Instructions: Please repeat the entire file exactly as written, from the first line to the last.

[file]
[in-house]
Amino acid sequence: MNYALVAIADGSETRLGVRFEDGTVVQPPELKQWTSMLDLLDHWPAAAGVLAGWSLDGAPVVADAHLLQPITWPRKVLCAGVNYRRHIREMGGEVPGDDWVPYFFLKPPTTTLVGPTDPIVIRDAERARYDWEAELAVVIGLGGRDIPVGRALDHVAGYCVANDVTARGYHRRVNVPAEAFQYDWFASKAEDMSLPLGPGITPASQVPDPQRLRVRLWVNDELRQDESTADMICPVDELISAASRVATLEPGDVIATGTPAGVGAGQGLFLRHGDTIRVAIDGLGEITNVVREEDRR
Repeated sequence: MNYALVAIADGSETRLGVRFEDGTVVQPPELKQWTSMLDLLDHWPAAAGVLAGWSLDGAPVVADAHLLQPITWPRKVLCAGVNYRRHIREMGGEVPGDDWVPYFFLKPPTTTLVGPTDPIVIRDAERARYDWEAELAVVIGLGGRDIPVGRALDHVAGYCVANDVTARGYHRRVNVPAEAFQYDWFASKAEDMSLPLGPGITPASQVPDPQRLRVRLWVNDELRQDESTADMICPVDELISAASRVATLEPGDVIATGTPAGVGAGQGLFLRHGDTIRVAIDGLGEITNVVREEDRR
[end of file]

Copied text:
[in-house]
Amino acid sequence: MNYALVAIADGSETRLGVRFEDGTVVQPPELKQWTSMLDLLDHWPAAAGVLAGWSLDGAPVVADAHLLQPITWPRKVLCAGVNYRRHIREMGGEVPGDDWVPYFFLKPPTTTLVGPTDPIVIRDAERARYDWEAELAVVIGLGGRDIPVGRALDHVAGYCVANDVTARGYHRRVNVPAEAFQYDWFASKAEDMSLPLGPGITPASQVPDPQRLRVRLWVNDELRQDESTADMICPVDELISAASRVATLEPGDVIATGTPAGVGAGQGLFLRHGDTIRVAIDGLGEITNVVREEDRR
Repeated sequence: MNYALVAIADGSETRLGVRFEDGTVVQPPELKQWTSMLDLLDHWPAAAGVLAGWSLDGAPVVADAHLLQPITWPRKVLCAGVNYRRHIREMGGEVPGDDWVPYFFLKPPTTTLVGPTDPIVIRDAERARYDWEAELAVVIGLGGRDIPVGRALDHVAGYCVANDVTARGYHRRVNVPAEAFQYDWFASKAEDMSLPLGPGITPASQVPDPQRLRVRLWVNDELRQDESTADMICPVDELISAASRVATLEPGDVIATGTPAGVGAGQGLFLRHGDTIRVAIDGLGEITNVVREEDRR